In only one of the three years studied did
deeper planted watermelon transplants
result in a significant yield difference and
then only at first harvest (p=0.07).
Visitors to the spring 1993 SWFREC
vegetable field day will attest to the added
vigor and greatly increased size displayed
by the deeper planted plants, however
dramatic yield differences were not
apparent. As with pepper transplants,
deeper planting of watermelon "tends" to


2,781,000
1,900,000

12,200,000
4,746,000
2,593,000
6,784,000
5,877,000
1,592,000
640,000
500,000
5,324,000
5,950,000









advance plant maturity resulting in
greater early yields, with no apparent
effect on total yield. No differences in
individual fruit weight were noted in any
year, therefore the increased yield was a
result of more fruit.
Deeper plantings seem to reduce
the stress exerted by wind on young
plants. This factor may explain the
increased growth in vine and foliage noted
in the field. More vigorous growth in the
first 30 days or so may also be an
advantage in combating early disease.
While all of the 1993 plants went through
the "Storm of the Century" with few losses,
the deeper plantings seemed to recover
more rapidly.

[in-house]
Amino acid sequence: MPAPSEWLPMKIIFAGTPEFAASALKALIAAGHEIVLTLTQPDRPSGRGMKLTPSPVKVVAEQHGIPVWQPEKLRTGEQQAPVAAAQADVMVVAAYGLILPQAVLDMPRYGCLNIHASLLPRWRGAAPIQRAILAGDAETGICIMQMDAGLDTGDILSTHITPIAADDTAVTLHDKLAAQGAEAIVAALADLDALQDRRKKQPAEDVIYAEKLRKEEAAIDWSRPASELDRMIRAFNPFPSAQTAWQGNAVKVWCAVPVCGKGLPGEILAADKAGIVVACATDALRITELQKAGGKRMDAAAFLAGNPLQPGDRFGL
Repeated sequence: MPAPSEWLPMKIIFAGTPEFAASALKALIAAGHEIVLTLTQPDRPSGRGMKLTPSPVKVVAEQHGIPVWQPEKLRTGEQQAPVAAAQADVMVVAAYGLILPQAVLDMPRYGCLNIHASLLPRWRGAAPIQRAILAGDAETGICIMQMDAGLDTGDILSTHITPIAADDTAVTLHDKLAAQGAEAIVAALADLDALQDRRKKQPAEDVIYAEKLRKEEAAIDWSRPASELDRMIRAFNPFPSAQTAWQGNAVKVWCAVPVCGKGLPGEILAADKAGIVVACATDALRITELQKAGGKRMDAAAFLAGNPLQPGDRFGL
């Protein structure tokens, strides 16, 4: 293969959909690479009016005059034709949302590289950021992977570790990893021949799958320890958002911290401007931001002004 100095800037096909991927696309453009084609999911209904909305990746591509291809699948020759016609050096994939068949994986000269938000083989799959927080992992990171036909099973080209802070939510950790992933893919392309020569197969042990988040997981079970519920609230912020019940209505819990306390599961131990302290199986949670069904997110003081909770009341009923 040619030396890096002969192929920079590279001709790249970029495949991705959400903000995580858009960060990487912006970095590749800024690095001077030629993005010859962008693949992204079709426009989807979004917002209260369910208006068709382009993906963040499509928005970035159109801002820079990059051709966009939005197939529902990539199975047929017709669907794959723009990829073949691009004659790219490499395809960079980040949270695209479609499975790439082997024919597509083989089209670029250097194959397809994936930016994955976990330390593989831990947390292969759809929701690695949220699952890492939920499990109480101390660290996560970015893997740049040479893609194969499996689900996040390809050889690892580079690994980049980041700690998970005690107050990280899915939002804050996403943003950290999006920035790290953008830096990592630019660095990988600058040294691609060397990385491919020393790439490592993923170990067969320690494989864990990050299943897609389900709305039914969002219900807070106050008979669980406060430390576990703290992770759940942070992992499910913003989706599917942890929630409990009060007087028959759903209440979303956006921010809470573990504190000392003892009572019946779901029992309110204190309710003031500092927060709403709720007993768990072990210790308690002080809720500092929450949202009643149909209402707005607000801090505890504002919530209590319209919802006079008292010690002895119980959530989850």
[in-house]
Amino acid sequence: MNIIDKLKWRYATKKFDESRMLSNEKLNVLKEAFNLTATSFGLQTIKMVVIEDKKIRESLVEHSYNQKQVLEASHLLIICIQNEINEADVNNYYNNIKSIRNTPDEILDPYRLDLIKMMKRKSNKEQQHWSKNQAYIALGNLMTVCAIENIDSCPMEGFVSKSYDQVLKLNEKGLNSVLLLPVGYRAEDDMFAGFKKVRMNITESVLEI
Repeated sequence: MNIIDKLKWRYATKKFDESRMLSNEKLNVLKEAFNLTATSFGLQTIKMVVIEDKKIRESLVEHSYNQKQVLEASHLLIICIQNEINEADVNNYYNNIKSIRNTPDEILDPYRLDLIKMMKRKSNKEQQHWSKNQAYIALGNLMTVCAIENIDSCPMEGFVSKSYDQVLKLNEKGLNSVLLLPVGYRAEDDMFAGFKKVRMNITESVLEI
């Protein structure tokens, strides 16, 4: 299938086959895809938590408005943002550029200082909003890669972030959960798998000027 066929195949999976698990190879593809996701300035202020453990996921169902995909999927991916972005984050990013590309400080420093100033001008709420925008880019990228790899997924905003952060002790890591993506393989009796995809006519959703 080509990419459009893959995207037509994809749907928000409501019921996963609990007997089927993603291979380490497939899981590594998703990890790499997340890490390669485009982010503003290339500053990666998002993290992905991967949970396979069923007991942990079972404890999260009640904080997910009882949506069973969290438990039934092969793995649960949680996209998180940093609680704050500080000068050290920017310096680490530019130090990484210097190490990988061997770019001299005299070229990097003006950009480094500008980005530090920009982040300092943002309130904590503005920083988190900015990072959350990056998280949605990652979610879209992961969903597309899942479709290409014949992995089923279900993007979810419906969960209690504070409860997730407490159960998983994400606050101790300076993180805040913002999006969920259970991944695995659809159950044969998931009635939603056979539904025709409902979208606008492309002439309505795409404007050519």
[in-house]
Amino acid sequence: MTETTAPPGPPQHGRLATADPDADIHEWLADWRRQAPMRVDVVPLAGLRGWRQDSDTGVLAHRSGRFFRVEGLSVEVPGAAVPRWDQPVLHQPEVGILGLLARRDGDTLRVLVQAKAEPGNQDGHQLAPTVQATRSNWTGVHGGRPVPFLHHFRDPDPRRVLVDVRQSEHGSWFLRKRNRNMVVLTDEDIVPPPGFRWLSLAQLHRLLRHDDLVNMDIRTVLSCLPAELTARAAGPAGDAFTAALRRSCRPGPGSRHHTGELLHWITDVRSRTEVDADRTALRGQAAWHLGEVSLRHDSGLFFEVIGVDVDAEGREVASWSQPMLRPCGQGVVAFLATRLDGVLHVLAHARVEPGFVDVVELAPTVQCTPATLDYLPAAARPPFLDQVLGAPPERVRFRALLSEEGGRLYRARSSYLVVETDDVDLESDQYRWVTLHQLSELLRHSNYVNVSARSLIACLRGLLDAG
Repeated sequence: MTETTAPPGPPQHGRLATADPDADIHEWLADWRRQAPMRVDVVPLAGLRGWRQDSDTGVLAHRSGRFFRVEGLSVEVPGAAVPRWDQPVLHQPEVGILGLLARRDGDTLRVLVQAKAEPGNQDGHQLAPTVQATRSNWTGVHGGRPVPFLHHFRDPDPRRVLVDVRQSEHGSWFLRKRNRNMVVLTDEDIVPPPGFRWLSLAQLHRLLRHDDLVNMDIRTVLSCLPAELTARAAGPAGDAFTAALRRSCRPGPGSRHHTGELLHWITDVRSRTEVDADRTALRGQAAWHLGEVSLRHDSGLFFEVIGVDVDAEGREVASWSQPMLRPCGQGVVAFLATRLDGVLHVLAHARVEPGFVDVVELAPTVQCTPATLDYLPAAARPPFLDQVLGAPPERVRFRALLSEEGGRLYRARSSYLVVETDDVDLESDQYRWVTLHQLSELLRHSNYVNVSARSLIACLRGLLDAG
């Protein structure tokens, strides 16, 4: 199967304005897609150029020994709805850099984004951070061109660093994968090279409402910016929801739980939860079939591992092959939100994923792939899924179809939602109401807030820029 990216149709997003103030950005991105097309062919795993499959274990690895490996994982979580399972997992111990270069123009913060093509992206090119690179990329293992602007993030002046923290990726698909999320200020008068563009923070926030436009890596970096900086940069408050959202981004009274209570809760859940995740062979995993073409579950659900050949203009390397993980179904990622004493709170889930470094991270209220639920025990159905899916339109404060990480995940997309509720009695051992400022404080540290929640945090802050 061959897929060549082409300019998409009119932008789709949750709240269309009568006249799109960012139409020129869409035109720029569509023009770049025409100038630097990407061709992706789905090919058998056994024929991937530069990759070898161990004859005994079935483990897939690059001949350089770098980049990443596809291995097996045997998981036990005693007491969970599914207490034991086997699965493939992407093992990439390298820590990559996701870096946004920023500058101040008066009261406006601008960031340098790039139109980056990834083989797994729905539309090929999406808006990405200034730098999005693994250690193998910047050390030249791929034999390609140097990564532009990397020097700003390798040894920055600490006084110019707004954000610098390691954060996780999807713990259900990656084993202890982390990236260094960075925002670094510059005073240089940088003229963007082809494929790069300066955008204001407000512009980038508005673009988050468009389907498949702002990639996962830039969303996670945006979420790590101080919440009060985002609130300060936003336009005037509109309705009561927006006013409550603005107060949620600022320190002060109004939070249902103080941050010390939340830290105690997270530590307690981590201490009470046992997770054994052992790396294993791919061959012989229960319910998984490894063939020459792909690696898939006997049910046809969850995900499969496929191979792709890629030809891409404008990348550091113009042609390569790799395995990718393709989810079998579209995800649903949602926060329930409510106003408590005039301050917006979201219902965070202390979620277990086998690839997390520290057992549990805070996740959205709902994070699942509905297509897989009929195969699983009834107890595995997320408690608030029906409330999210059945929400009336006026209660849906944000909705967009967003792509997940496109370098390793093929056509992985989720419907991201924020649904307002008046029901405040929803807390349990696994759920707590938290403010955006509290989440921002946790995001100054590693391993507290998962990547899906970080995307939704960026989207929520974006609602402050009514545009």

This transplant depth work has not
received the broad geographical testing
seen with the pepper study. While the
data are not convincingly strong to
warrant wholesale conversion to deeper
planting watermelon growers statewide are
encouraged to try a block of cotyledon
depth planting. Commercial transplant
growers generally do a good job of keeping
plants short and stocky. However, should
your plants prove to be leggierr" than you
would like, do not hesitate to plant them
deeper. Studies so far have not tested
even deeper plantings (first true leaf or
greater), but this is on tap for the coming
season.


Table


1. The effect of watermelon planting depth on yield in CWT/A.*


Treatment 1st Harvest Total Harvest


Spring 1990
Deep 175a 832a
Standard 162a 726a


Spring 1991
Deep 300a -**
Standard 293a


Spring 1993
Deep 169a 296a
Standard 135b 315a
Values followed by the same letter are not significantly different by LSD=10%.
S* Losses to gummy stem blight resulted in only one harvest.


(Vavrina, Vegetarian 93-12)





-5-


C. Florida Agricultural Conference and Trade Show.


FACTS VEGETABLES
Coordinators: George Hochmuth and Don Maynard